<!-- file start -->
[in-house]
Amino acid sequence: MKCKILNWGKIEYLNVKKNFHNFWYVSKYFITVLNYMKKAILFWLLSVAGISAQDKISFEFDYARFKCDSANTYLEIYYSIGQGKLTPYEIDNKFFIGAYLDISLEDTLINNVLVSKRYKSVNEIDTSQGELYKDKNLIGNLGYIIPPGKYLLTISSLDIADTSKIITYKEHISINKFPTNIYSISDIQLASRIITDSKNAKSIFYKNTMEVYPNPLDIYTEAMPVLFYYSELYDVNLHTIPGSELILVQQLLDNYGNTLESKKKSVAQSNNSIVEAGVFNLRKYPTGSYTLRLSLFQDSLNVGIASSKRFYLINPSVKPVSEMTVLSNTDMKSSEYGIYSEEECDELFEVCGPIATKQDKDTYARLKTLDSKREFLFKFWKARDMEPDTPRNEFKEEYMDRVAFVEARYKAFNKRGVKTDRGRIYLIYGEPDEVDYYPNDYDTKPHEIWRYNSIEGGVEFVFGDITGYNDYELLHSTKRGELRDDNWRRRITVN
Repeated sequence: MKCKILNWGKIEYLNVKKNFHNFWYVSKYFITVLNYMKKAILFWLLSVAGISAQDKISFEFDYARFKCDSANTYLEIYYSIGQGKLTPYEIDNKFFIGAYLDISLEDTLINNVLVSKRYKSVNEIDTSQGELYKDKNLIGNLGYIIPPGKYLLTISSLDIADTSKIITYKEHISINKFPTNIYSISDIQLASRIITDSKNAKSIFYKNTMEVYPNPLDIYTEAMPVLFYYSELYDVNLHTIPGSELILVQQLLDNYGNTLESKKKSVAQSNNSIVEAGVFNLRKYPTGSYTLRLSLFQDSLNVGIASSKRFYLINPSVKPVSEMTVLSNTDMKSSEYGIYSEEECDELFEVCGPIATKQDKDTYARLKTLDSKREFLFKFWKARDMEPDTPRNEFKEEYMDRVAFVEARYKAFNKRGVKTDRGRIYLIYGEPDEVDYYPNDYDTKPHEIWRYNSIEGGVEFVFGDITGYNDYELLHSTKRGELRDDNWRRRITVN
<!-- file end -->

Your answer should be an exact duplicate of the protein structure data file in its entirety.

[in-house]
Amino acid sequence: MKCKILNWGKIEYLNVKKNFHNFWYVSKYFITVLNYMKKAILFWLLSVAGISAQDKISFEFDYARFKCDSANTYLEIYYSIGQGKLTPYEIDNKFFIGAYLDISLEDTLINNVLVSKRYKSVNEIDTSQGELYKDKNLIGNLGYIIPPGKYLLTISSLDIADTSKIITYKEHISINKFPTNIYSISDIQLASRIITDSKNAKSIFYKNTMEVYPNPLDIYTEAMPVLFYYSELYDVNLHTIPGSELILVQQLLDNYGNTLESKKKSVAQSNNSIVEAGVFNLRKYPTGSYTLRLSLFQDSLNVGIASSKRFYLINPSVKPVSEMTVLSNTDMKSSEYGIYSEEECDELFEVCGPIATKQDKDTYARLKTLDSKREFLFKFWKARDMEPDTPRNEFKEEYMDRVAFVEARYKAFNKRGVKTDRGRIYLIYGEPDEVDYYPNDYDTKPHEIWRYNSIEGGVEFVFGDITGYNDYELLHSTKRGELRDDNWRRRITVN
Repeated sequence: MKCKILNWGKIEYLNVKKNFHNFWYVSKYFITVLNYMKKAILFWLLSVAGISAQDKISFEFDYARFKCDSANTYLEIYYSIGQGKLTPYEIDNKFFIGAYLDISLEDTLINNVLVSKRYKSVNEIDTSQGELYKDKNLIGNLGYIIPPGKYLLTISSLDIADTSKIITYKEHISINKFPTNIYSISDIQLASRIITDSKNAKSIFYKNTMEVYPNPLDIYTEAMPVLFYYSELYDVNLHTIPGSELILVQQLLDNYGNTLESKKKSVAQSNNSIVEAGVFNLRKYPTGSYTLRLSLFQDSLNVGIASSKRFYLINPSVKPVSEMTVLSNTDMKSSEYGIYSEEECDELFEVCGPIATKQDKDTYARLKTLDSKREFLFKFWKARDMEPDTPRNEFKEEYMDRVAFVEARYKAFNKRGVKTDRGRIYLIYGEPDEVDYYPNDYDTKPHEIWRYNSIEGGVEFVFGDITGYNDYELLHSTKRGELRDDNWRRRITVN